Acupuncture and Palliative Care

Acupuncture and Palliative Care | Rivertown AcupuncturePalliative care, which aims to provide patients suffering from serious illnesses with meaningful relief from the symptoms and stress they are experiencing, is becoming a more prominent aspect of medical care today. Ultimately, palliative care is a holistic approach designed to improve the quality of life for both the patient and their loved ones. In this respect, it is quite well aligned with acupuncture’s holistic approach to treating illness, since acupuncture also aims to reduce stress and address symptoms in such a way that strengthens the body’s immune response and gives the patient renewed energy and vitality.

It’s important to note that palliative care is distinct from hospice care, although the two methods of treatment are sometimes confused with one another. Palliative care focuses on relieving patients’ suffering during a serious illness whether they have received a terminal diagnosis or not. In fact, it can be administered alongside curative treatment that seeks to heal the illness and restore the patient to full health. Hospice care, by contrast, tends solely to the needs of a patient who is at the end of life stage of their illness.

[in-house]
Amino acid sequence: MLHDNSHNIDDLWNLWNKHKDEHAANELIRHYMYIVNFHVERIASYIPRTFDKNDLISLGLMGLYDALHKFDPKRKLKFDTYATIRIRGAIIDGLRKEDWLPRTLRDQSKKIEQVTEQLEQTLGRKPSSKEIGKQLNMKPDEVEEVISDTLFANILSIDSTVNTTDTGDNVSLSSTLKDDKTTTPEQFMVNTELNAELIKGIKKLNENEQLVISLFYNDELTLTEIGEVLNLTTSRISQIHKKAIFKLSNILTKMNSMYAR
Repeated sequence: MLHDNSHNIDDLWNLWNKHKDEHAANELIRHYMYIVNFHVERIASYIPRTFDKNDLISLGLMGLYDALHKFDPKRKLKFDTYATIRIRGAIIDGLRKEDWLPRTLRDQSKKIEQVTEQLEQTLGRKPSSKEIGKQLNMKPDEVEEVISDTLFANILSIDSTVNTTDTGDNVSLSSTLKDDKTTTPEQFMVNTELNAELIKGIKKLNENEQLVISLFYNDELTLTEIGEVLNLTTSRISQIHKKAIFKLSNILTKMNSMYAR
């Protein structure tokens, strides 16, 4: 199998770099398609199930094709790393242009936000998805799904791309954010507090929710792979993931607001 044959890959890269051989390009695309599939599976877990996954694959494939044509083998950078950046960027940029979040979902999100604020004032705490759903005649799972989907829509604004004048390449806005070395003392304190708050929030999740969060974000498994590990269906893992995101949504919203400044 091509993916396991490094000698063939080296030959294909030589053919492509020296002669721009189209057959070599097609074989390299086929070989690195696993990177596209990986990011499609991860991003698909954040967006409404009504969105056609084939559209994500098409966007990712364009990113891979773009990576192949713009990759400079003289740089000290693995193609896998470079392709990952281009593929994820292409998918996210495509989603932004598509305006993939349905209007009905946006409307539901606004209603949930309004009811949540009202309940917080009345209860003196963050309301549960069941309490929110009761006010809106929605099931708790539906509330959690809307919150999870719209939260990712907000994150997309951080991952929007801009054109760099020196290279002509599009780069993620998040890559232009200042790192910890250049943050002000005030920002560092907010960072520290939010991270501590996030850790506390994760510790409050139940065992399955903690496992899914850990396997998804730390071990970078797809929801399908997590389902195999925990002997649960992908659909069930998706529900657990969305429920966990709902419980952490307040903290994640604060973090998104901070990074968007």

As palliative care is a specialized plan of care for patients with serious illnesses, it can include many diverse components—from managing pain to dealing with difficult emotions and even receiving spiritual care. Acupuncture is sometimes included as part of that plan. For example, a cancer patient’s medical team could decide to integrate acupuncture into their palliative care plan since acupuncture plays a role in reducing stress and preventing the spread of cancer. This may improve the patient’s quality of life and alleviate their stress, making the overall course of treatment less difficult and challenging during what is already by definition an exceptionally difficult time. Acupuncture can also treat other quality of life symptoms often experienced by cancer patients such as anxiety, depression, insomnia, and poor appetite.

Patients who are either in the midst of a palliative care plan or anticipate the possibility of undertaking one may wish to explore the potential benefits of acupuncture as a complementary course of treatment. Studies have noted that acupuncture can be of value when pursued alongside traditional Western medical treatments. Some medical centers have even incorporated acupuncture into their palliative care programs. For improved quality of life and greater comfort during a serious illness, it may be worth considering acupuncture as part of a holistic palliative care plan.

 

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